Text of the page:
In 2020 as the world celebrates the 250th anniversary of the birth of Ludwig van Beethoven, a large number of albums devoted to the German composer have been released. Faced with this avalanche of recordings, it’s not always easy to find albums that are truly innovative or off the beaten track. As Bernard Fournier puts it in his excellent book on Beethoven’s genius: « Beethoven embodies the paradox that his work fits into the mould of the great classical forms, of which he becomes the master (the sonata form, the variation, and even the fugue) and yet he blows them all off. » (Bernard Fournier, Le génie de Beethoven, Fayard) As a consequence, one of the first hurdles for musicians is to render the tension between tradition and revolution that underlies Beethoven’s music. The other major hurdle facing performers is the weight of an already immense discography, at least as far as Beethoven’s great masterpieces are concerned. Nevertheless, it remains possible for musicians either to renew the interpretation of Beethoven’s most famous masterpieces, or to explore and rediscover less well-known works, or to revisit his music by transforming it.
Beethoven: Symphonies 1 – 5
After attending a wonderful concert performance of Beethoven’s symphonies Nos. 1, 2 and 4 by the Catalan conductor Jordi Savall and the period-instrument ensemble Le Concert des Nations in 2019, I listened with great pleasure to their recent recording of the first five symphonies. As David A. McConnell sums up in his review of the recording on the Classical Review website: « Le concert des Nations’ sound is more heterogeneous than what we hear in other period instruments cycles by Orchestre Révolutionnaire et Romantique (Gardiner/Archiv) or La Chambre Philharmonique (Krivine/Naïve). The agile strings dispatch Beethoven’s many technical challenges with collective ease. Winds are balanced equally with the strings; the brass can really roar (just listen to the beginning of the Fifth Symphony’s last movement), but just as often it is their coloristic sensitivity that impresses. Timpani have tremendous weight and power. Recorded in the resonant acoustic of their usual recording venue, Collégiale du Château de Cardona (Catalogne), the full orchestra sound has a visceral immediacy. » Of all the Beethoven symphonies’ recording releases, I must confess that this is the only one that really gave me the impression of hearing a renewed and perfectly stimulating interpretation. What makes the symphonies sound very fresh is not so much the tempi chosen, which are very dynamic without being excessively so, but the Jordi Savall uses the timbres of orchestra. It is a particularly colourful interpretation of Beethoven’s symphonies, in which Savall’s blending of colours draws new contours to the symphonies and paints new soundscapes.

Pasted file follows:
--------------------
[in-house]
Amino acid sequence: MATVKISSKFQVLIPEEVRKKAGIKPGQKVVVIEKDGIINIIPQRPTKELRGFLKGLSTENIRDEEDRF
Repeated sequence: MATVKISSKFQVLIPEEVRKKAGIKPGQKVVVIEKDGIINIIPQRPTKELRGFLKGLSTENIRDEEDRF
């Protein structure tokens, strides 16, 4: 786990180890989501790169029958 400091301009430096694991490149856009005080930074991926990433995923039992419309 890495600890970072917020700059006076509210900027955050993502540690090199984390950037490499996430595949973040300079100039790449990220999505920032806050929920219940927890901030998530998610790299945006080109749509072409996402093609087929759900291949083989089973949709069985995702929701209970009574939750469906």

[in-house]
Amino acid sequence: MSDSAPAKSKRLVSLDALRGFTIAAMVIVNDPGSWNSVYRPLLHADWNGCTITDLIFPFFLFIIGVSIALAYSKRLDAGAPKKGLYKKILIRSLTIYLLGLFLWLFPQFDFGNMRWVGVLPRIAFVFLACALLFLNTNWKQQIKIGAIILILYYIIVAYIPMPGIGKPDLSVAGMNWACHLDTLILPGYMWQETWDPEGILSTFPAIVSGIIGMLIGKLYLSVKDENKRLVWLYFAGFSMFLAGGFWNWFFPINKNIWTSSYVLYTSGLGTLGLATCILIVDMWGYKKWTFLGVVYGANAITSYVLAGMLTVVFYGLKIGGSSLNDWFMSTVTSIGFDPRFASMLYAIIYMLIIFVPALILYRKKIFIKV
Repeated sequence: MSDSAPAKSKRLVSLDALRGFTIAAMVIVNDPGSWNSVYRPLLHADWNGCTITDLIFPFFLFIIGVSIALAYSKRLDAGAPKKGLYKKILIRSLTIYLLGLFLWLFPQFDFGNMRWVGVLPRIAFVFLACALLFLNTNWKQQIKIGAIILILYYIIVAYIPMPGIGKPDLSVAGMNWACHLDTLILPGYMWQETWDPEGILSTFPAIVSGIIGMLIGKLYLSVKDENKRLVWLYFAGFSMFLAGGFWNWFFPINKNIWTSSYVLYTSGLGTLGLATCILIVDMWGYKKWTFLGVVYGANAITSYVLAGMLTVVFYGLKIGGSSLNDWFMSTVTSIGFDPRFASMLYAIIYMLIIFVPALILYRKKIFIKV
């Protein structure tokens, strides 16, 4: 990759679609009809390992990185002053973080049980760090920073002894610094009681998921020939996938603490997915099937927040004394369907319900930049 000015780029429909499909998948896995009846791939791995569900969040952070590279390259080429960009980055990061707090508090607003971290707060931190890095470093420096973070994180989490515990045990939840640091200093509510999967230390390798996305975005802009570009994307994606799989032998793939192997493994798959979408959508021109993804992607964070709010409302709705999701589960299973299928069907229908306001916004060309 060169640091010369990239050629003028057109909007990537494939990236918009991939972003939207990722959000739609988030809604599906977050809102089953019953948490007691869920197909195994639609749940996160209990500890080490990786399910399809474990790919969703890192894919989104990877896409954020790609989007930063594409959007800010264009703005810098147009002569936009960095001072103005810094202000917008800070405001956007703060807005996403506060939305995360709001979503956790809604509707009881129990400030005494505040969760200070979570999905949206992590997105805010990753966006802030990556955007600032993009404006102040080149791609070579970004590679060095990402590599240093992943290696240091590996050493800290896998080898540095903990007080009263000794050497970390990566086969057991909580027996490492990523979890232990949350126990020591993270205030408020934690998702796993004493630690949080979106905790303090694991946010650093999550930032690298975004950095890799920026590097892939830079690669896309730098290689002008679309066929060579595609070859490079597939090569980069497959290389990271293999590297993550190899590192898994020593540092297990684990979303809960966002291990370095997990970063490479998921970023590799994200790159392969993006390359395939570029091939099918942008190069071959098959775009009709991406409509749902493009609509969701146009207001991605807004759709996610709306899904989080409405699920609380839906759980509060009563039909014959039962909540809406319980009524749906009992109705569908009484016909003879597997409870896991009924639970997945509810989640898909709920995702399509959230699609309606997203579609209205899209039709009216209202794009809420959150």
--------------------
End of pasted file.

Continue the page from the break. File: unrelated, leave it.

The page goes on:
Immortal Beloved: Beethoven Arias
The Israeli soprano Chen Reiss has chosen for her recital « Immortal Beloved » to interpret rarities from the Beethovenian repertoire, as well as to pay tribute to the feminine ideal of the young Beethoven. In the booklet accompanying the disc, Reiss describes this ideal, contrasting it with Mozart’s female characters: « I think of Mozart’s women as deep, smart, resourceful, even manipulative, but at their core always ‘of this world’ and of their time. For me Beethoven’s music, however, opens the window onto women of another sort. The spectrum of the music and its dramatic continuity widens, the intensity deepens. These women are shown reaching for ideals of sacrifice and courage rarely offered to them in their own world. » Thanks to her sure technique as well as her musical intelligence and dramatic sense, Chen Reiss is the ideal performer of these early Beethoven arias. As Vincent Guillemin explains in his review on the Resmusica website, this album « allows the lyric soprano to deliver her superb palette across a wide spectrum, where easy high notes combine with agility to modulate and vocalise », not to mention the superb accompaniment of Richard Egarr and the Academy of Ancient Music.
Beethoven, si tu nous entends